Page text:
This gives me a chance to review the previous year and start preparing for the next. I have often thought about what sort of things I can do to make my teaching experience better while having a bit of a break during the summer, to relax away from work, whilst also keeping my hand in.
This is what I have come up with...
1. Think about things you want to change (Preparation, planning and action).
Previously, I didn’t think it mattered what the nationality of the students were, I thought that the environment and perhaps the student-teacher relationship would be the key issues. However, I am not widely traveled, certainly not outside of Europe so I have no worldly experiences to draw upon, unlike some of the others on the course.
With students who are preparing for presentations, job interviews or even exams, a great way to motivate them and get them thinking about using the English language effectively, is to encourage them to generate their own content to bring to class. Over a number of lessons, I would usually work towards the student preparing and delivering a presentation, which they would then video at home and upload. I have found that this method works well, even with those students who were timid or hesitant to speak English in the beginning.
I have been giving Skype based lessons for nearly a year now, when previously I hadn't even considered it to be a valid form of teaching. I couldn't quite understand how it would have been possible to teach effectively in a remote way. It really did seem to go against everything I had been taught as a teacher.
I wasn't sure that teaching was right for me.
Many years later, I still believe that I made the correct decision not to become a full-time teacher straight out of university. Instead my path took me into the world of business where I experienced diverse roles and responsibilities in a range of working environments. Although I didn't know it at the time, this actually gave me the management skills and business know-how on which to base my future career as a teacher. Without this solid grounding, I doubt that I would be anywhere near as successful as I am.
Helping a student to advance in their language learning activities normally depends upon how confident they are in actually using the skills that they are learning. Children at school and college tend to build their own self esteem and confidence levels through academic achievements, which most will take with them into the workplace. As we get older however, learning new skills such as languages becomes harder to achieve and this can knock an older, or adult student’s confidence.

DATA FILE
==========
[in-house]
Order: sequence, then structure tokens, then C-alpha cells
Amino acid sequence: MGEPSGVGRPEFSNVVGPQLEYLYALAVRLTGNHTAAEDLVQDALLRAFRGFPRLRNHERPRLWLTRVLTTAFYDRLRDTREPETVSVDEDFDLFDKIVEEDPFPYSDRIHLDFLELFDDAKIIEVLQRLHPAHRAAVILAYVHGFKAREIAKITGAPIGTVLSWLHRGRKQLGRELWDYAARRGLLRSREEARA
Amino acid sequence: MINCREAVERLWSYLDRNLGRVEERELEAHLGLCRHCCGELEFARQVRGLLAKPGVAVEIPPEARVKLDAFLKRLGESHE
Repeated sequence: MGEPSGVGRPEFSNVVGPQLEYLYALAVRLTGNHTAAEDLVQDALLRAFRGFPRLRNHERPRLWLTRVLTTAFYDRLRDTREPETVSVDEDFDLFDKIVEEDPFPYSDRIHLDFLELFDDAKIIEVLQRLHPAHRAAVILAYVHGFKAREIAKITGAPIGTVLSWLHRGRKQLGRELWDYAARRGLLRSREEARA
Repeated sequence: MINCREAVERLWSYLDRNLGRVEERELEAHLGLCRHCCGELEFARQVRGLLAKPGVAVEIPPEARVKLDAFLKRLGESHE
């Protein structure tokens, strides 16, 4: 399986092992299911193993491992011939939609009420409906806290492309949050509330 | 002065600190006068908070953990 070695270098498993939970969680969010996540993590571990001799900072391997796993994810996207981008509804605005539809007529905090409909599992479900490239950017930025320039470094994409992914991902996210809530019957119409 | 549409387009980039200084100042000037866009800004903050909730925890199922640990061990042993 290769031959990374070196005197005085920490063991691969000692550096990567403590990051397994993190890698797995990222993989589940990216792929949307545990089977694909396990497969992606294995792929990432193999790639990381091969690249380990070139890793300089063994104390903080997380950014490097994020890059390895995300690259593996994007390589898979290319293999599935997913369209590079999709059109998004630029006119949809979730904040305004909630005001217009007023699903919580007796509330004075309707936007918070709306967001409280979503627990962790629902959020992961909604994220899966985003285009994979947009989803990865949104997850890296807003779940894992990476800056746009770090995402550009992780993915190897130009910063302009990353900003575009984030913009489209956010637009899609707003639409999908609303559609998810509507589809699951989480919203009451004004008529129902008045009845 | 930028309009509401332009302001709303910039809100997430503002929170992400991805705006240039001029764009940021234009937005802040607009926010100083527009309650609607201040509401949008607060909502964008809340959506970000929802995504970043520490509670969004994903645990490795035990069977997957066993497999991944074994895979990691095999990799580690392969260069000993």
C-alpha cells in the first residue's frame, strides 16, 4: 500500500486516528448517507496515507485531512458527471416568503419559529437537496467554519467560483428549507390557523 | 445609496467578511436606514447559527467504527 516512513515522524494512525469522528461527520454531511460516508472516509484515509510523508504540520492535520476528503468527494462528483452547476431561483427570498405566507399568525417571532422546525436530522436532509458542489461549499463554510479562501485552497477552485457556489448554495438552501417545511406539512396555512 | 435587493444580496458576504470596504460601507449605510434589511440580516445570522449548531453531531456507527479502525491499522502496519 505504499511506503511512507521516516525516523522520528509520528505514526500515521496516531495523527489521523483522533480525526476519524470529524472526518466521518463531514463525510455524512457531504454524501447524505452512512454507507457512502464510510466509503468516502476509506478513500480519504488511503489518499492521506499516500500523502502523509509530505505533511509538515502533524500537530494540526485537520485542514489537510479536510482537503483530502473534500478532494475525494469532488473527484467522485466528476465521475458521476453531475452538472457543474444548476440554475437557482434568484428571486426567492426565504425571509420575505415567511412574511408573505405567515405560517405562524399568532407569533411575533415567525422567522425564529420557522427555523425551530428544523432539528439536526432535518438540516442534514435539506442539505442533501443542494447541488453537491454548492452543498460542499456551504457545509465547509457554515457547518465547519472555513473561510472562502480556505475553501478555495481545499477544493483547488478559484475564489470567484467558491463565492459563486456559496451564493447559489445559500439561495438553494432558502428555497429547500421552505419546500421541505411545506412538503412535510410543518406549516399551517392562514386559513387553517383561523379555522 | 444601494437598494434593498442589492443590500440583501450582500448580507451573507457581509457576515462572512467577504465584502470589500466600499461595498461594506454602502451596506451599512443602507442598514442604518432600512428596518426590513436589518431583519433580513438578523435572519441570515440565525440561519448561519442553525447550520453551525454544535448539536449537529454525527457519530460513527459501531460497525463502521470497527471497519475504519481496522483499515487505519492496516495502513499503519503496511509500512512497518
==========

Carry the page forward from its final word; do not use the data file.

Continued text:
I subscribe to the school that if you are not interested then you won’t be engaged, and if you are not engaged then you don’t learn. So I try to find things that are fun for my students to listen to, and because if it’s fun, it’s also interesting and will be engaging, so that students will learn and also remember! However, my preference is for a ‘visually’ assisted listening activity. Yes, we all have to listen to things without the use of something to look at too, but in reality these days that’s only on the radio, some music or the telephone.
I have used this activity with both groups and single students. Most English exams touch on the basic skills of English, such as description, instruction, narration, hypothesis and opinion. To help ‘train’ the students for this, a photograph is a great starting point. For this activity, I usually have a number of different pictures all of a similar theme handy for step two.
The students need to go through the following 4 steps:
2. Compare and contrast
4. Give opinion
Working freelance or as self employed I can pick and choose what to do and when to do it, which helps to keep my work interesting and motivated to continue. I am motivated by the fact that the work I am doing has purpose, rather than merely being a ‘cog’ in a large company where day-to-day life can be extremely dull. However, there are occasions when my motivation just goes out of the window, and I am left in a slump despairing at the day ahead of me.
In particular I have a number of teens who are always difficult when it comes to homework, so I recently turned them into ‘fleet street hacks’ for some fun writing exercises.